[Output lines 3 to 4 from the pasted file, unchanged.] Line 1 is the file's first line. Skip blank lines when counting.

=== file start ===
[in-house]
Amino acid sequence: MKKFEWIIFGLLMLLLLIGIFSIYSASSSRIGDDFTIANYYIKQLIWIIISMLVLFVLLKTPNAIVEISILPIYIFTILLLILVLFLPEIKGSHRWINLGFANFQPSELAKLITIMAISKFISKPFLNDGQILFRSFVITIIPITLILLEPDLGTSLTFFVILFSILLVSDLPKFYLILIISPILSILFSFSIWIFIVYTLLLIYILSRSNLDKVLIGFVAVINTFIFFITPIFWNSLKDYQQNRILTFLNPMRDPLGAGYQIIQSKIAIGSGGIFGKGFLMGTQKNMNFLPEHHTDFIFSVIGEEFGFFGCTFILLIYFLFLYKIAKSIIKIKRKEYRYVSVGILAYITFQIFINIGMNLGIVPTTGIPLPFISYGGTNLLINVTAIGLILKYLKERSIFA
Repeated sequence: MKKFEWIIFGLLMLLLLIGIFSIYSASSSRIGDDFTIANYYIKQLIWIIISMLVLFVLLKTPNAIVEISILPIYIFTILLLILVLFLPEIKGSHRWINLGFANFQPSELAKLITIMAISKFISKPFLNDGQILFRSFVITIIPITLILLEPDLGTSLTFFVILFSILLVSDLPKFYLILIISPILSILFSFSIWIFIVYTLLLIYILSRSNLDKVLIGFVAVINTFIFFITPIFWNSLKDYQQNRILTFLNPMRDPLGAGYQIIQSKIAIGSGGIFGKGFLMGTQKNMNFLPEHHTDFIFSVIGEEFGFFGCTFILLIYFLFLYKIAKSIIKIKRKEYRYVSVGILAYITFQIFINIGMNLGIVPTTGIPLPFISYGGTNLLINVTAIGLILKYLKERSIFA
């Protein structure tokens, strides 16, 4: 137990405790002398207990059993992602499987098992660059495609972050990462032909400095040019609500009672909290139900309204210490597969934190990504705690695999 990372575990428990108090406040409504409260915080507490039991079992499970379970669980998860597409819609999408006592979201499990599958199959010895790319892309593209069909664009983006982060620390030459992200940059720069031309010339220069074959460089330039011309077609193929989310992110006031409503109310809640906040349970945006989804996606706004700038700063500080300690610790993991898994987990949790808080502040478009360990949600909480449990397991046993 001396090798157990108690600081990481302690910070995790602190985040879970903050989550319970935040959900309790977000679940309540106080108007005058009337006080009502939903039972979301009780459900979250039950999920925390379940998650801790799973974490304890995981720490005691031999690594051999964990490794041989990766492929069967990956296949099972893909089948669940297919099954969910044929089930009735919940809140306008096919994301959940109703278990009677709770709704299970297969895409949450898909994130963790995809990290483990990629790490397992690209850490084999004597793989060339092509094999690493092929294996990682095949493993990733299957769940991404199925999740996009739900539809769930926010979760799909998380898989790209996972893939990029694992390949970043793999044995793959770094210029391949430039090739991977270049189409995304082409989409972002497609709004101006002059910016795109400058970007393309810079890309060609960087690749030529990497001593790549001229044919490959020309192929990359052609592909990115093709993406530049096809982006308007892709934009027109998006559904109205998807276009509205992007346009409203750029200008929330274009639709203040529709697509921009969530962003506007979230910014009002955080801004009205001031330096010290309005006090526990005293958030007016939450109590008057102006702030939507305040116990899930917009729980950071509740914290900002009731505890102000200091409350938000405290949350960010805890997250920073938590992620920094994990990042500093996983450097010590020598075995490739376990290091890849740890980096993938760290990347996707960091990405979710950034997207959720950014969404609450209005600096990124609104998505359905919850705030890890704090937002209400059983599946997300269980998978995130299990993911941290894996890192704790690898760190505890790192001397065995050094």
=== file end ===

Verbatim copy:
Repeated sequence: MKKFEWIIFGLLMLLLLIGIFSIYSASSSRIGDDFTIANYYIKQLIWIIISMLVLFVLLKTPNAIVEISILPIYIFTILLLILVLFLPEIKGSHRWINLGFANFQPSELAKLITIMAISKFISKPFLNDGQILFRSFVITIIPITLILLEPDLGTSLTFFVILFSILLVSDLPKFYLILIISPILSILFSFSIWIFIVYTLLLIYILSRSNLDKVLIGFVAVINTFIFFITPIFWNSLKDYQQNRILTFLNPMRDPLGAGYQIIQSKIAIGSGGIFGKGFLMGTQKNMNFLPEHHTDFIFSVIGEEFGFFGCTFILLIYFLFLYKIAKSIIKIKRKEYRYVSVGILAYITFQIFINIGMNLGIVPTTGIPLPFISYGGTNLLINVTAIGLILKYLKERSIFA
């Protein structure tokens, strides 16, 4: 137990405790002398207990059993992602499987098992660059495609972050990462032909400095040019609500009672909290139900309204210490597969934190990504705690695999 990372575990428990108090406040409504409260915080507490039991079992499970379970669980998860597409819609999408006592979201499990599958199959010895790319892309593209069909664009983006982060620390030459992200940059720069031309010339220069074959460089330039011309077609193929989310992110006031409503109310809640906040349970945006989804996606706004700038700063500080300690610790993991898994987990949790808080502040478009360990949600909480449990397991046993 001396090798157990108690600081990481302690910070995790602190985040879970903050989550319970935040959900309790977000679940309540106080108007005058009337006080009502939903039972979301009780459900979250039950999920925390379940998650801790799973974490304890995981720490005691031999690594051999964990490794041989990766492929069967990956296949099972893909089948669940297919099954969910044929089930009735919940809140306008096919994301959940109703278990009677709770709704299970297969895409949450898909994130963790995809990290483990990629790490397992690209850490084999004597793989060339092509094999690493092929294996990682095949493993990733299957769940991404199925999740996009739900539809769930926010979760799909998380898989790209996972893939990029694992390949970043793999044995793959770094210029391949430039090739991977270049189409995304082409989409972002497609709004101006002059910016795109400058970007393309810079890309060609960087690749030529990497001593790549001229044919490959020309192929990359052609592909990115093709993406530049096809982006308007892709934009027109998006559904109205998807276009509205992007346009409203750029200008929330274009639709203040529709697509921009969530962003506007979230910014009002955080801004009205001031330096010290309005006090526990005293958030007016939450109590008057102006702030939507305040116990899930917009729980950071509740914290900002009731505890102000200091409350938000405290949350960010805890997250920073938590992620920094994990990042500093996983450097010590020598075995490739376990290091890849740890980096993938760290990347996707960091990405979710950034997207959720950014969404609450209005600096990124609104998505359905919850705030890890704090937002209400059983599946997300269980998978995130299990993911941290894996890192704790690898760190505890790192001397065995050094």